The New York Times reported last month that Russia became the first in the world to approve a possible vaccine against the virus, despite global health authorities saying that the vaccine had yet to complete critical, late-stage clinical trials to determine its safety and effectiveness.
Amid this, reports suggesting that Russia is providing vaccines to Nepal came as a shock for many Nepali officials.
Rishi Ram Ghimire, Nepal’s ambassador to Russia, told the Post over phone from Moscow that the embassy is not aware of the development regarding the supply of coronavirus vaccines to Nepal.
“Once President Vladimir Putin had made an announcement regarding the approval of the vaccine,” said Ghimire. “But I am not aware of any agreement between Moscow and Kathmadu regarding the supply of the vaccines.”
That Russia is supplying vaccines to Nepal came into public domain through a press statement by the Russian Direct Investment Fund, Russia's sovereign wealth fund established in 2011 by the Russian government to make investments in leading companies of high-growth sectors of the Russian economy.
“Russia's sovereign wealth fund, and one of the leading pharmaceutical distributors in Nepal, Trinity Pharmaceuticals, have agreed to supply to the country 25 million doses of the Sputnik V vaccine based on a well-studied human adenoviral vectors platform,” according to the statement.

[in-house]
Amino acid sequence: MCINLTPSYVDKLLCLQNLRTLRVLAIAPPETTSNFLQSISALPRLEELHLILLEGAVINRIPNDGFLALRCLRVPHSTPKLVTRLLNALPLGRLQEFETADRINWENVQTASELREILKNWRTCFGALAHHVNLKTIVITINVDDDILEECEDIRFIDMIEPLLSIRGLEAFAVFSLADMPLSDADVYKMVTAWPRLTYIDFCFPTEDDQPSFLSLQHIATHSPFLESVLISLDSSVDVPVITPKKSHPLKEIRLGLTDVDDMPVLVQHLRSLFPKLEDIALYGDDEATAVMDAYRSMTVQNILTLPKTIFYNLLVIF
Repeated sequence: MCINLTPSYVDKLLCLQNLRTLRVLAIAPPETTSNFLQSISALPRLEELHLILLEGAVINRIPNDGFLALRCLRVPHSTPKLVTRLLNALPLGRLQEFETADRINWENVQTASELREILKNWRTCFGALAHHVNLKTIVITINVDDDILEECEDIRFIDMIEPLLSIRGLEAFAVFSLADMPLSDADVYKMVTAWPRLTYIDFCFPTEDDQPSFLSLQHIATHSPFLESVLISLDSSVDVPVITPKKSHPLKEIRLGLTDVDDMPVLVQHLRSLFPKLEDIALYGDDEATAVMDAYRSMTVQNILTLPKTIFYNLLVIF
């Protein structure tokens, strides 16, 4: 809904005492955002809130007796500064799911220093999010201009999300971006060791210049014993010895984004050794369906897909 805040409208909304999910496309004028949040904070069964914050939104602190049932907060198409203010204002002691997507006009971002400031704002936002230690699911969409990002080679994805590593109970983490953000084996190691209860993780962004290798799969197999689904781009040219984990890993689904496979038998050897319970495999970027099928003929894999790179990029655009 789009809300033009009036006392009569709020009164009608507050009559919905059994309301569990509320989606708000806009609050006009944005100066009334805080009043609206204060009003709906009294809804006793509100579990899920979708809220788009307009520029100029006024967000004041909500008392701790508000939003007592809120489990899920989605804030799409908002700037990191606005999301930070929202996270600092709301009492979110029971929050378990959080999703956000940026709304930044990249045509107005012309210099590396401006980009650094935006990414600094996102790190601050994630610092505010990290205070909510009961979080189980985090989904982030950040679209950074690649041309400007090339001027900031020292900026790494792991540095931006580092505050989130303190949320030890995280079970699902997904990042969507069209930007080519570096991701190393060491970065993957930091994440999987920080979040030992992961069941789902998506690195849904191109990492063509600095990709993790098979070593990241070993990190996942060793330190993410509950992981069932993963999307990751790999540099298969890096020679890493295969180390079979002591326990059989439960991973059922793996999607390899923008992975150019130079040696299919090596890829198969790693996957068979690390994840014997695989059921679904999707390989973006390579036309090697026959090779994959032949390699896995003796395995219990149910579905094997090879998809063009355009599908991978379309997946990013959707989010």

“We are excited to announce our cooperation with Russian Direct Investment Fund. Trinity is waiting for results of the final trial of Sputnik V,” the statement quoted Kishor Adhikari, director of Trinity Pharmaceuticals, as saying. “As soon as the vaccine is approved by the government of Nepal we will make it available for the population of Nepal.”
The Post, however, could not independently verify the deal between the Russian Direct Investment Fund and Trinity Pharmaceuticals.
Foreign Secretary Shanker Das Bairagi said that the Foreign Ministry is not aware of any agreement regarding Russia supplying Covid-19 vaccines to Nepal.
“Check with the Health Ministry,” said Bairagi.
When the Post reached out to the Health Ministry, it also expressed ignorance about Russia supplying Covid-19 vaccines to Nepal.
“The ministry has no idea about this,” Dr Sameer Adhikari, joint spokesperson for the Health Ministry, told the Post. “No decision has been made so far to introduce Russian vaccine.”
When asked about the Reuters report, which was picked by various Nepali media, Adhikari said he could not say from where the information came and how it was disseminated to the media.
“We do not know how the news reports came,” Adhikari told the Post.
Experts say importing a vaccine which is yet to be tried and tested properly is simply out of question and especially when it comes to Covid-19, the whole world is still confused.
According to Dhakal of the Department of Drug Administration, respective vaccine manufacturing companies must be registered in Nepal to supply vaccines and they have to go through due process.
The process includes application for supply, documents of completion of Phase III trial and a thorough review from a panel of experts.
“At times the Cabinet can take special decisions to introduce vaccines for life-saving purposes and direct relevant agencies to follow the instructions,” said Dhakal. “But I have never heard about such a decision taken so far. And such a decision on Covid-19 vaccine, if any taken, I am at least not aware of.”
The Nepal Health Research Council, whose approval is a must for clinical trials of any vaccine, also said that it does not know about the Russina vaccines coming to Nepal.
“No one has applied for a trial for Covid-19 vaccine with us,” Dr Pradeep Gyawali, executive chief of the council, told the Post.
Anil Giri contributed reporting.